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KNAPP v. APFEL

July 5, 1998

WILLIAM KNAPP, Plaintiff, against KENNETH S. APFEL, Commissioner of Social Security, Defendant.


The opinion of the court was delivered by: MCAVOY

MEMORANDUM-DECISION & ORDER

 McAVOY, CHIEF JUDGE:

 Plaintiff William Knapp brought this suit against the above-captioned defendant under section 205(g) of the Social Security Act, as amended, 42 U.S.C. § 405(g)(the "Act"), to review a final determination of the Commissioner of Social Security (the "Commissioner") denying plaintiff's application for disability insurance benefits and Supplemental Security Income ("SSI") benefits under the Act. This matter was referred to the Hon. Ralph W. Smith, Jr., United States Magistrate Judge, for a report and recommendation pursuant to 28 U.S.C. § 636(b) and Local Rule 72.3(d).

 Magistrate Judge Smith's report and recommendation, dated January 15, 1998, recommends that the Commissioner's decision to deny plaintiff's application for disability insurance and SSI benefits be affirmed and the Complaint be dismissed. Plaintiff filed timely objections to the magistrate judge's report and recommendation.

 I. BACKGROUND

 A. Procedural History

 Plaintiff applied for disability insurance and SSI benefits on March 2, 1994. The application initially was denied on May 6, 1994, and was denied on reconsideration on September 15, 1994. On December 1, 1994, plaintiff requested a hearing before an Administrative Law Judge ("ALJ"). A hearing was held on May 24, 1995 before ALJ John R. Tarrant. In a decision dated December 7, 1995, the ALJ found that plaintiff suffered from diabetes millitus, blindness in the left eye and diabetic retinopathy in the right eye, but that these impairments would not preclude him from returning to his prior work. The Appeals Council affirmed the decision of the ALJ.

 Plaintiff thereafter commenced the present action in federal court seeking review of the Commissioner's decision.

 B. The ALJ's Analysis

 The Act defines "disability" as the "inability to engage in any substantial gainful activity by reason of any medically determinable physical or mental impairment which can be expected to result in death or which has lasted or can be expected to last for a continuous period of not less than twelve months." 42 U.S.C. § 423(d)(1)(A). The administrative regulations of the Commissioner mandate that the ALJ follow a five-step process to evaluate disability claims. See 20 C.F.R. §§ 404.1520, 416.920.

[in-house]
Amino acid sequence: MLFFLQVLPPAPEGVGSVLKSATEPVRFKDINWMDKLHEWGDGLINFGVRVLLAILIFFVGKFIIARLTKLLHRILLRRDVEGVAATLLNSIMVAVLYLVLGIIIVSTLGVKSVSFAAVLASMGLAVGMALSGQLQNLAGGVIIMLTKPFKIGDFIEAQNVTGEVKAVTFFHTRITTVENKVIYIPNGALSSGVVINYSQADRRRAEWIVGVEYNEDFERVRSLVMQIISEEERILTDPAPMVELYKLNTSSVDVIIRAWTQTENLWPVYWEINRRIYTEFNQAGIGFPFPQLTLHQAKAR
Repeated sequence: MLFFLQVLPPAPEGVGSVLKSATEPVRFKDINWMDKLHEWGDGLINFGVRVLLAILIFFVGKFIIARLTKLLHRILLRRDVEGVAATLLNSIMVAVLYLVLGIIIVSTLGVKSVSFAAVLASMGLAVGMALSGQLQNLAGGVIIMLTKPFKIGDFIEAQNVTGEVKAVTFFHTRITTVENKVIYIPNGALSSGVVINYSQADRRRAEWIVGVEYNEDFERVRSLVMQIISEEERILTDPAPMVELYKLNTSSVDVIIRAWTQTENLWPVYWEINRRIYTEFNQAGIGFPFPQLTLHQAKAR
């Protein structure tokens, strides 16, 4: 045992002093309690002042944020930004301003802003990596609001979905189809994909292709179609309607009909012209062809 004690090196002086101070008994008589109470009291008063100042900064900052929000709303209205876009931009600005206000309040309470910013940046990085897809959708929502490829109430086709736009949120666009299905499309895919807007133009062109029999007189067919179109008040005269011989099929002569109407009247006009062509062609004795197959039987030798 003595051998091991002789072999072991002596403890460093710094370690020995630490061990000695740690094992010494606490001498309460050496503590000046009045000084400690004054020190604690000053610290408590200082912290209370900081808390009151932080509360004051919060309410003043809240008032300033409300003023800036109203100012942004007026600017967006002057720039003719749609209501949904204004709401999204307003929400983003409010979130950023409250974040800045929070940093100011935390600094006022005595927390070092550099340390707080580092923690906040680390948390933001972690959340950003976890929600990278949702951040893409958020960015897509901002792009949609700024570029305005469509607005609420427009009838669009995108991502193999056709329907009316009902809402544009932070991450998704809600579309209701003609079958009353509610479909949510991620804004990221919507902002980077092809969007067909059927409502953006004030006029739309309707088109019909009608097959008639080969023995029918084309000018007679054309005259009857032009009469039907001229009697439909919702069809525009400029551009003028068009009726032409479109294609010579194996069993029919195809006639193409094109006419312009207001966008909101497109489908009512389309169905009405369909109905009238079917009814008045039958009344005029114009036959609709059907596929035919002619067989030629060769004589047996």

First, the [Commissioner] considers whether the claimant is currently engaged in substantial gainful activity. If he is not, the [Commissioner] next considers whether the claimant has a "severe impairment" which significantly limits his physical or mental ability to do basic work activities. If the claimant suffers such an impairment which is listed in Appendix 1 of the regulations, the [Commissioner] presumes that a claimant who is afflicted with a "listed" impairment is unable to perform substantial gainful activity. Assuming the claimant does not have a listed impairment, the fourth inquiry is whether, despite the claimant's severe impairment, he has the residual functional capacity to perform his past work. Finally, if the claimant is unable to perform his past work, the [Commissioner] then determines whether there is other work which the claimant could perform.

 Berry v. Schweiker, 675 F.2d 464, 467 (2d Cir. 1982).

 Applying the five-step test to this case, the ALJ found that the plaintiff was not currently engaged in substantial gainful employment. In the second step, the ALJ determined that the plaintiff has a severe impairment. Under the third step, the ALJ found that the plaintiff was not per se disabled, as his impairment did not meet or equal an impairment listed in Appendix I, subpart P, 20 C.F.R. § 404.1520(d). Under step four, the ALJ found that, although the plaintiff's loss of vision in his left eye and retinopathy in his right eye limited his ability to perform ...


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